Sheemara – an odyssey of love in a foreign land

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Sometimes in life, we are lucky enough to take chances that will change us forever. With these we meet people, we know places, we find love, we grow.

But there’s always that one experience which is greater than anything else.

When Bhumika decided to volunteer in Sri Lanka, she was hoping for a beautiful journey, but she never expected to find the purest kind of love. The type of love you take for your entire life.

This is her story.

volunteer holding a girl with down syndrome

“Before going for exchange there was one thing I was sure of: I wanted to work specifically for people with Down Syndrome.

I aspire to become a business-woman and I have a business plan named “Saransh”, which aims at giving training and employment to differently abled people. I wanted to learn how to teach and empower them and what are the various fields to create employment for them.

The inspiration of the idea comes from my younger brother, Saransh, who also has  Down Syndrome. I want to work for him and for people like him, for their equality and basic rights in the society.

That’s why I decided to volunteer for them.  

And what could have been a better option than AIESEC? So when I found this amazing project in Sri Lanka, I had no doubt: that was it. I took the leap, packed my bags and left for my big adventure.

There I worked in Diri Daru Piyasa, a school for kids with Down Syndrome and Autism. There I was working directly with the first group.

young women playing with girl with down syndrome

Once in a lifetime, we always come across someone who impacts us, who changes our life. For me, it was this beautiful girl, Sheemara.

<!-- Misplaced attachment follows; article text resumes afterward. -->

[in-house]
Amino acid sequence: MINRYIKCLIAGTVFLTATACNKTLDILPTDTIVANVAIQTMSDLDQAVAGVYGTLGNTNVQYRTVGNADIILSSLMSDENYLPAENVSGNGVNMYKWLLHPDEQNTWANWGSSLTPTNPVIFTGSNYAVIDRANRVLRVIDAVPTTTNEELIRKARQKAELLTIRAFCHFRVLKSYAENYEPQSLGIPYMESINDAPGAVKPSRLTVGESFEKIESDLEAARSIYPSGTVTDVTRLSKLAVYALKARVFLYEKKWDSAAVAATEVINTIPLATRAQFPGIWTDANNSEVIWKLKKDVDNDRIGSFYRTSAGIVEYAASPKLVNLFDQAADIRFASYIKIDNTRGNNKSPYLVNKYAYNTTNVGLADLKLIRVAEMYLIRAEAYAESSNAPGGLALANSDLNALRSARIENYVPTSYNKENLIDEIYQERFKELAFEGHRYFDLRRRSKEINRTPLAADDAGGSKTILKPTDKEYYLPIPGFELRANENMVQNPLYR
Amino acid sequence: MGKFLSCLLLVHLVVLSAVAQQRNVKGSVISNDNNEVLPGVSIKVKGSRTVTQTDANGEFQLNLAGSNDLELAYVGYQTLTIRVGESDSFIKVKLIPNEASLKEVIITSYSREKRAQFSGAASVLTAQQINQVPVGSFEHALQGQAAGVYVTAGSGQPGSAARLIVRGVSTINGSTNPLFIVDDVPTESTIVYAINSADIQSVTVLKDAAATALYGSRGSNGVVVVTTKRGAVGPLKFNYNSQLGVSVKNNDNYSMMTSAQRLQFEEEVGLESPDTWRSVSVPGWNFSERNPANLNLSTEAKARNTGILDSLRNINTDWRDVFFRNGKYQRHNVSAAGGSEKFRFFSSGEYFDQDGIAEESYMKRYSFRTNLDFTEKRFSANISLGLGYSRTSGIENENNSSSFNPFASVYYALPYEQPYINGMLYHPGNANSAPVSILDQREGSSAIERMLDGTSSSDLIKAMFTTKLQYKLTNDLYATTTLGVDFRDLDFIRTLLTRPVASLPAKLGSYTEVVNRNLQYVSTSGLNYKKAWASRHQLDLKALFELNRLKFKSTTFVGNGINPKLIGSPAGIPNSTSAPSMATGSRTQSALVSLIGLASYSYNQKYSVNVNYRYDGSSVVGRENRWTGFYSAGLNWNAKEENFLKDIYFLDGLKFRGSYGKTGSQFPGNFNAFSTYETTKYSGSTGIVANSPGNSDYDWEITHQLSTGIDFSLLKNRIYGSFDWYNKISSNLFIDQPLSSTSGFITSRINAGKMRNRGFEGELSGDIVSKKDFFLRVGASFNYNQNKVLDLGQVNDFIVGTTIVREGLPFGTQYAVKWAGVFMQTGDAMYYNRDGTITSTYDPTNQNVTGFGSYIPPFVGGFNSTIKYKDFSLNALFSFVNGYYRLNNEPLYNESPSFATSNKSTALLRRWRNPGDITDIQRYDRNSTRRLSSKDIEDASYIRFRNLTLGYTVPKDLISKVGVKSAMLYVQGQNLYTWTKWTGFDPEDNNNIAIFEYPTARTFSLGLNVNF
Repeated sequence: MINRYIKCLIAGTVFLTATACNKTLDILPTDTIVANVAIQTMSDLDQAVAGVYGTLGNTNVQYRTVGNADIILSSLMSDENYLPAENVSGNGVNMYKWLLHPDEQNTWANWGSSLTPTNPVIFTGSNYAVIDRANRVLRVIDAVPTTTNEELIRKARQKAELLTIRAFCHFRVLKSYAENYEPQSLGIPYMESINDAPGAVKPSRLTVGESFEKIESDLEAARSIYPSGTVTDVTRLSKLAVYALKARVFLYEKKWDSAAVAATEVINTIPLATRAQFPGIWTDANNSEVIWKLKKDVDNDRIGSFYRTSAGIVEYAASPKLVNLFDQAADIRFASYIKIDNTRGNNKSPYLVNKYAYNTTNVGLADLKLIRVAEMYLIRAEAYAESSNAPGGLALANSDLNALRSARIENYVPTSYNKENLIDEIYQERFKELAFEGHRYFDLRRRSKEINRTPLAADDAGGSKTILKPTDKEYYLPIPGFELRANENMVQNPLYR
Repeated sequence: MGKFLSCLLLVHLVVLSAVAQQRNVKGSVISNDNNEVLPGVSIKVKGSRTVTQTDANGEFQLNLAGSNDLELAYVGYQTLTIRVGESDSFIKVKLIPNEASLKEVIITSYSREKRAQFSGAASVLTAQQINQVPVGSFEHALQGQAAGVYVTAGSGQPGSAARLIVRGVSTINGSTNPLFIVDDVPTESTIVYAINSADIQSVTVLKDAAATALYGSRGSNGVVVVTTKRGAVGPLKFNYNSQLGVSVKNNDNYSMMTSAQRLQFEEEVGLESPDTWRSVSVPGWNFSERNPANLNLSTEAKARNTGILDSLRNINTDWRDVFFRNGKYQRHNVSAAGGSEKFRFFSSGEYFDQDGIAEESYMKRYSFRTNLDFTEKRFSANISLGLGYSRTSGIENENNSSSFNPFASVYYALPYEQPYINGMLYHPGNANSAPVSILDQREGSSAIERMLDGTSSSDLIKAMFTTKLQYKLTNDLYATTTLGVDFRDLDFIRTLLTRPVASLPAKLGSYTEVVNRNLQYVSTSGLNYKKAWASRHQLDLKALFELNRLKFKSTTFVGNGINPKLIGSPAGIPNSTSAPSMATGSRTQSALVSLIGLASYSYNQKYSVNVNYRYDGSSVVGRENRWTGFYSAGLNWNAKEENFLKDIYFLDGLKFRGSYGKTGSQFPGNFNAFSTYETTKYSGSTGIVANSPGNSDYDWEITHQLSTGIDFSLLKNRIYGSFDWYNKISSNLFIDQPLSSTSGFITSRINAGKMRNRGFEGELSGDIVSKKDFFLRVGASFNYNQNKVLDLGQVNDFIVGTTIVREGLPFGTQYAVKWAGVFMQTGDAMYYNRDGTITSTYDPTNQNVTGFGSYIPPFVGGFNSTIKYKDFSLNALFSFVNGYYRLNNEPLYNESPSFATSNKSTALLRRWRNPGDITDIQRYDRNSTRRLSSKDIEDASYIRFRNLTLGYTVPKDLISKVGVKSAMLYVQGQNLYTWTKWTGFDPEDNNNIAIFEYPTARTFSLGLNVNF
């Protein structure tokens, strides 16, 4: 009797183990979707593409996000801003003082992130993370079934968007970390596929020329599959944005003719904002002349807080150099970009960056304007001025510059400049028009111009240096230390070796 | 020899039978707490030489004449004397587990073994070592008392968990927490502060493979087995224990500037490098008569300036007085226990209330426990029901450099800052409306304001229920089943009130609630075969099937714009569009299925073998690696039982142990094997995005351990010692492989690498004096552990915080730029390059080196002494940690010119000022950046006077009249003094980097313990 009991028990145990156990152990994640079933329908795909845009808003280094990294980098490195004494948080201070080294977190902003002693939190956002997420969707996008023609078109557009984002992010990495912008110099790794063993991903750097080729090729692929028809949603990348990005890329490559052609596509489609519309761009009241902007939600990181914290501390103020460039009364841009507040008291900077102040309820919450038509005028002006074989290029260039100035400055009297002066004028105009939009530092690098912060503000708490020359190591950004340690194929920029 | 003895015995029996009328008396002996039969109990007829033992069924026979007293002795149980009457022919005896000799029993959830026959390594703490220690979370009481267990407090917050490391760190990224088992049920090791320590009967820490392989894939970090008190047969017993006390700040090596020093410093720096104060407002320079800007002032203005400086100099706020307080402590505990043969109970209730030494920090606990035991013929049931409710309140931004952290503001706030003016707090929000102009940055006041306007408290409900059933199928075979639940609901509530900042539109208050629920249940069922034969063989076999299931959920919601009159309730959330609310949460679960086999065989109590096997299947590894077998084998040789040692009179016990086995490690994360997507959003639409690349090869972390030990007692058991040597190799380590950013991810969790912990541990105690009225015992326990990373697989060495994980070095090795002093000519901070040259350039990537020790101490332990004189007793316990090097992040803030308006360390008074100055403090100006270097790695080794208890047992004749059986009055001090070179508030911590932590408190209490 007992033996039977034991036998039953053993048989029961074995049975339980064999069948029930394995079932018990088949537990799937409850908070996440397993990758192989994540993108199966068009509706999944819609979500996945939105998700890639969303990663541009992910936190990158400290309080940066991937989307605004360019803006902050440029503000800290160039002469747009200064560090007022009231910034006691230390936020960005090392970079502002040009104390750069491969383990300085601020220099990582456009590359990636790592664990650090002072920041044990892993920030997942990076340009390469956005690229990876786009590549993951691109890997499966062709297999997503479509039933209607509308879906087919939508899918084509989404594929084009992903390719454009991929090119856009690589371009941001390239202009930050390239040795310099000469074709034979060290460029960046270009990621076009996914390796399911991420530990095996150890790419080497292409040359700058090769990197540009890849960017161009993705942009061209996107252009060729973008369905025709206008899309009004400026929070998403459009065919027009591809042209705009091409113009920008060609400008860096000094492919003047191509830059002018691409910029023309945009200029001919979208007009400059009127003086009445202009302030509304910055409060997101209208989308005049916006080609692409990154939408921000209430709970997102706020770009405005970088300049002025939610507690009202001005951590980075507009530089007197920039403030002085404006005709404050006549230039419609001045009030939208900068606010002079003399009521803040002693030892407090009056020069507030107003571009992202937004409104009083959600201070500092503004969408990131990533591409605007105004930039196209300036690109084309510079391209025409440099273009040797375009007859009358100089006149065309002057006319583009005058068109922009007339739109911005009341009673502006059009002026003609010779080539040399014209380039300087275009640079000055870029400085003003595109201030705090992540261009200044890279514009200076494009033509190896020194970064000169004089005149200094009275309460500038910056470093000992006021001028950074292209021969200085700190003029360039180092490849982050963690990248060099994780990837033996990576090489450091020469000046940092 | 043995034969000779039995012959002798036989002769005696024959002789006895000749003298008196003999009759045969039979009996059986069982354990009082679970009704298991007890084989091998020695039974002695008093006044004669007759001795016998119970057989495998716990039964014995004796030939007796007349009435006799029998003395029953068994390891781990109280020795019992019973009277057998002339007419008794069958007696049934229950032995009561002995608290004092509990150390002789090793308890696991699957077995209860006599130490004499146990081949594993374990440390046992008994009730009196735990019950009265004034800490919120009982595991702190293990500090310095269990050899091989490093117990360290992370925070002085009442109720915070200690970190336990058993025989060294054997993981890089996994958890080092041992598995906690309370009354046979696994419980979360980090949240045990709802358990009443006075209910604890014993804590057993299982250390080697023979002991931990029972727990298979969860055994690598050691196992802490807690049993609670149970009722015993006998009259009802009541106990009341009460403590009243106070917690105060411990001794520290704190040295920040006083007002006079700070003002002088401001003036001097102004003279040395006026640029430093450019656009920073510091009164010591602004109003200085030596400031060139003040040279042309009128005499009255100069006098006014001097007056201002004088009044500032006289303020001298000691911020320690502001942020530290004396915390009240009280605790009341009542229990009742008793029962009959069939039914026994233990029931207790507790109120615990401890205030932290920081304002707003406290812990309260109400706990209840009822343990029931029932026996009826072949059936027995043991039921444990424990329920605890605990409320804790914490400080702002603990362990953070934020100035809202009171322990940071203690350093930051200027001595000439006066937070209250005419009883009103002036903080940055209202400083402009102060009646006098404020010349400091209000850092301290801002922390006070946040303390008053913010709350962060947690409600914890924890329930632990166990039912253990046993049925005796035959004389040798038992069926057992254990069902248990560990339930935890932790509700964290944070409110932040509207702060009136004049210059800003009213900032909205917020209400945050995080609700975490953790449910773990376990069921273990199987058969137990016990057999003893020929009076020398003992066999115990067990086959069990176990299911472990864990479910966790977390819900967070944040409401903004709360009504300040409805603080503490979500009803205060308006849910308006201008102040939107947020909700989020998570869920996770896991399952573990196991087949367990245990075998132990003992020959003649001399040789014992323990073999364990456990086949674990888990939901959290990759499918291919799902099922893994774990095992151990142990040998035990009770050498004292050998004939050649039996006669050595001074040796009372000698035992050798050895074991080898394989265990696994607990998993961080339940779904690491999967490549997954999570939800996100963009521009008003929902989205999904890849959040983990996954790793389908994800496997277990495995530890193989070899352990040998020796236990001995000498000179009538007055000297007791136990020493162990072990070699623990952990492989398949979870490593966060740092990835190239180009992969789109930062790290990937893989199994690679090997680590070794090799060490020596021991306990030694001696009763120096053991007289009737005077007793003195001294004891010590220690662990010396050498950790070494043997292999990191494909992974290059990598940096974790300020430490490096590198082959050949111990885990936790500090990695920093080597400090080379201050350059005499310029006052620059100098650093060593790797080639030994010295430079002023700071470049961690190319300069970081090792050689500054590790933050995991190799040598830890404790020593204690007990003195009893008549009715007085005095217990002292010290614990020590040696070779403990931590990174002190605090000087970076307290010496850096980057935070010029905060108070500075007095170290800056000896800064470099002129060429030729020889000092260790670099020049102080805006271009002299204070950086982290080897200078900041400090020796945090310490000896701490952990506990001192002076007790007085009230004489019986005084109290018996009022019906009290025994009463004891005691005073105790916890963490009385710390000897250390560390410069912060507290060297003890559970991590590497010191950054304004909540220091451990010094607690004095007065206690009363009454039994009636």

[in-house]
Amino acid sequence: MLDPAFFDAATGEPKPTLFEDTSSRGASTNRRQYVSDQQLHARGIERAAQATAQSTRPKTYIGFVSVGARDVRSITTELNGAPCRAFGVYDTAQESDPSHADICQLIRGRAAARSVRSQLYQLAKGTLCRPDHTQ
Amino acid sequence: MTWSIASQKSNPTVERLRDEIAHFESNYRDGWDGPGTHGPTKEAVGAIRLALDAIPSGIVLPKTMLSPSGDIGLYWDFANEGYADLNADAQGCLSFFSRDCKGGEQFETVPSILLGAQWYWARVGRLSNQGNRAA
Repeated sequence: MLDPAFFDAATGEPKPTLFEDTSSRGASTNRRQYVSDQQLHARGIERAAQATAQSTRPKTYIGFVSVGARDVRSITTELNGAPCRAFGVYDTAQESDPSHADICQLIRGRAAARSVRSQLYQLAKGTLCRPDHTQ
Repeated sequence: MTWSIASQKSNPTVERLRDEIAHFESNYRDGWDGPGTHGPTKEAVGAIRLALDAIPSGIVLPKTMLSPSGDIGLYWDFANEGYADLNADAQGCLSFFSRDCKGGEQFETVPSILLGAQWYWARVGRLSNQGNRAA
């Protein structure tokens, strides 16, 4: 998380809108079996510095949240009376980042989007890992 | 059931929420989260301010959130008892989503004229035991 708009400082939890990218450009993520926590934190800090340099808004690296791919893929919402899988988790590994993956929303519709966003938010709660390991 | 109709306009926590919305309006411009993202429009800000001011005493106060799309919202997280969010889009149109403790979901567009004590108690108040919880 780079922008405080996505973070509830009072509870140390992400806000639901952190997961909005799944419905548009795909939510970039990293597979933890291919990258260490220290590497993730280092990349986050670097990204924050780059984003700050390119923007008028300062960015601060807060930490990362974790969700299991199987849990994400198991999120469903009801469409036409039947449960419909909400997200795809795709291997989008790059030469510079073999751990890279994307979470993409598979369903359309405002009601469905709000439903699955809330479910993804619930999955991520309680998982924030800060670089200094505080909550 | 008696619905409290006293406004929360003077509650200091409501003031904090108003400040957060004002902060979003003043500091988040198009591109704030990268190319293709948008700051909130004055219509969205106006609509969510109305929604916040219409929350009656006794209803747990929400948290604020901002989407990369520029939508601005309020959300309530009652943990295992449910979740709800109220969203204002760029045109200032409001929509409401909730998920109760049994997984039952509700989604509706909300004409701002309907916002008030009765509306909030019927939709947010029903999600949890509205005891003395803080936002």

She was the one who impacted me the most during the exchange. She influenced my entire thought process about life and I fell in love with her, I love her so much that I wanted to bring her back to India with me.

If you don’t know yet, people with Down Syndrome have an extra chromosome and this genetic condition slows down a person’s mental and physical growth. We never understood everything that the kids wanted to say, because of the language difference. So we developed ways of communicating with each other, as love has no language and it can simply be felt. 

Sheemara was that one girl who used to place her palm on my forehead and used to say, “baa”. I don’t know what “baa” means, but it was for sure her way of showing acceptance and love.

I still remember the way she used to giggle while repeating that gesture.

girl placing her hand in woman's head

She was a little aggressive and had mood swings, but I think that when you love somebody it doesn’t matter. I just learned to love her even then and to have a lot of patience. I learned that there are ways in which we can teach them, that there is so much more to life than the daily hustle we are so engrossed in.

Trust me, when the time came for me to return, I held her and cried. I wasn’t sure if she’d miss me. I wasn’t sure if she’d understand that I was going back to India and I also wasn’t sure if that was a good or a bad thing if she didn’t understand. But somewhere in my heart, I wanted her to miss me, as I’d miss her.

And she did.

One day she woke up from siesta and said “Bhumi” many times. My friend says maybe she dreamt about me. I visit her in my dreams too.  That day we saw each other over a video call, whenever we do that, it just makes my day.

I think it’s magical how much love we have in our hearts which we can be spread. We can go to foreign lands and find love, then we live with a craving and some hope in our hearts to meet again.

I’ll go back there again someday, she’ll be a grown up till then. I’ll buy her a computer because I want her to learn and educate herself as much as she can and I want her to play and enjoy life. I want that little girl to receive all the love in the world. 

You can make someone’s life beautiful. Just go out and find out how much happiness you can bring into the world.” 

And you, have you ever find such kind of love?

Did someone leave a mark for life? Share your story in the comments!

If you also wish to volunteer like Bhumika, access aiesec.in/global-volunteer and find your opportunity!

And if you like this post you may also like: “The Magic in India’s Teardrop”.


Written by

Anisha Bhawanani is graduated in Marketing and Finance and loves writing. She is a happy go lucky girl with a head full of dreams, very passionate about traveling and exploring different cultures. One day she wants to win a man booker prize.

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